August 2014 In a series of recent articles, The New York Times’ editors presented a case for repealing the federal ban on marijuana, including the disproportionate impact of current marijuana laws on minorities. While there is no question that we should rectify any injustices associated with such policies, we also need to consider and prepare for the escalation in social and health costs that could result from creating a third legal drug in this country. We should be thoughtfully examining all policy and regulatory options available to minimize harms to society and promote Americans’ safety, well-being, and competitiveness Read More.
June 2014 Almost 1.1 million Americans are currently living with the HIV virus, and nearly a sixth of those don’t even know they are infected. That means they aren’t getting needed treatment, and it means they could be passing the infection on to others without knowing. Read More.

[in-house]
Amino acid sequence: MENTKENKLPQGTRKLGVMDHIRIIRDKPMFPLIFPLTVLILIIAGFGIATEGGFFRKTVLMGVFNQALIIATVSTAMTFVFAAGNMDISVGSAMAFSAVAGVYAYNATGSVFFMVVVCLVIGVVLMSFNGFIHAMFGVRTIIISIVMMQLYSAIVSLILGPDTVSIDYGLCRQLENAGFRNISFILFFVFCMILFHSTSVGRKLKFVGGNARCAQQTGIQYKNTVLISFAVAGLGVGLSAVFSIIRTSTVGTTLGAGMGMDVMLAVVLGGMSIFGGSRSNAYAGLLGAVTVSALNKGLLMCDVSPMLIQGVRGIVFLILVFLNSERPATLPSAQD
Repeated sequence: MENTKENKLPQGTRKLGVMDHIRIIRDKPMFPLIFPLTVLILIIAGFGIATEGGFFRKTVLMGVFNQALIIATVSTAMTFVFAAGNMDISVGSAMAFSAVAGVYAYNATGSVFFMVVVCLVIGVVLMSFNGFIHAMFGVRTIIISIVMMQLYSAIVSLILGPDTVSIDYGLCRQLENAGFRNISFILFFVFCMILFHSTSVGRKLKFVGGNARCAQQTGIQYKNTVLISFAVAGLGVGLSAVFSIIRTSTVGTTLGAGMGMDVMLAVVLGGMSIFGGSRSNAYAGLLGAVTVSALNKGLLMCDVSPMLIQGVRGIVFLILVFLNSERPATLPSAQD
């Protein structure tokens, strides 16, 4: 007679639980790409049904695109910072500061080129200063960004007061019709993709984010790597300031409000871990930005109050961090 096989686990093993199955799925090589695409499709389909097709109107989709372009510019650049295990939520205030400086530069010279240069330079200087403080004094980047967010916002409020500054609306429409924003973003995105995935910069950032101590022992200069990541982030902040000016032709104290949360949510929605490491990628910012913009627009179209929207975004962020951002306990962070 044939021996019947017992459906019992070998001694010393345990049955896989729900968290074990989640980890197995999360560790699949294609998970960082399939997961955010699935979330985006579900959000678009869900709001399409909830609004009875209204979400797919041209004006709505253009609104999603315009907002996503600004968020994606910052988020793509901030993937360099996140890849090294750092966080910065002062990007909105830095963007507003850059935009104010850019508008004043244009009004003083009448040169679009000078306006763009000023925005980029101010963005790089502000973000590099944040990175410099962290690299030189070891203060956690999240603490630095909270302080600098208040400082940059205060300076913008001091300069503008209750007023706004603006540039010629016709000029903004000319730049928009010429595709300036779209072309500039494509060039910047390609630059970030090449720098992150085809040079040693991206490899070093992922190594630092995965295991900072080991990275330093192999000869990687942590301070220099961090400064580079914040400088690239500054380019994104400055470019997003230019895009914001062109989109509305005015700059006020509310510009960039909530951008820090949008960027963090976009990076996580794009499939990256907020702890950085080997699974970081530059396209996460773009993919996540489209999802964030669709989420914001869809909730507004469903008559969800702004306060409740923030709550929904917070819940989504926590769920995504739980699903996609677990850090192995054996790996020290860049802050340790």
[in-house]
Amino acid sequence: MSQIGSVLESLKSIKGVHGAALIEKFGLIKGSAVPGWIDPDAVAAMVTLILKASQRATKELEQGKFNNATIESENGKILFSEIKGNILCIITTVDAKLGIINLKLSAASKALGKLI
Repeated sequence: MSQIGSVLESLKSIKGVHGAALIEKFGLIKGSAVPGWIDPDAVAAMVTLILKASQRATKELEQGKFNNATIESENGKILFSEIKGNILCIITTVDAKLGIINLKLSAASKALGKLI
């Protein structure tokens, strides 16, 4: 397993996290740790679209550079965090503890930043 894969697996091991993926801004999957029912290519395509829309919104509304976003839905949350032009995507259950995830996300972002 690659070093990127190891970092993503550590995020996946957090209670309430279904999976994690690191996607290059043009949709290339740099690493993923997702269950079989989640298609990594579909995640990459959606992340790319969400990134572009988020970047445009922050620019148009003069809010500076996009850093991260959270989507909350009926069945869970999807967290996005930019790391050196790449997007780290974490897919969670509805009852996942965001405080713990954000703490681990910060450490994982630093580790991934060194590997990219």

June 2014 Diversity enriches any workforce, and that is especially true of science. People with different backgrounds and experiences may think in different ways, produce different ideas and insights, and approach scientific questions from different angles. Read More.
March 2014 Earlier this month I went to Vienna for the 57th session of the Commission on Narcotic Drugs (CND), part of the United Nations Office on Drugs and Crime (UNODC). There I chaired a working group that presented a set of recommendations to the CND concerning the most appropriate, scientifically informed way to approach the problem of substance use disorders: as a medical, not a legal, issue. Read More.
March 2014 Naloxone can reverse or block the effects of other opioids. It can very quickly restore normal respiration to a person whose breathing has slowed or stopped as a result of abusing heroin or prescription opioids, or accidentally ingesting too much pain medication Read More.
February 2014 The recent death of Phillip Seymour Hoffman as a result of drug addiction has provoked many thoughtful, sympathetic responses in the media, from people in recovery who understand how hard it is to wrestle with addiction, as well as from scientifically informed journalists who understand that addiction is a disease. Read More.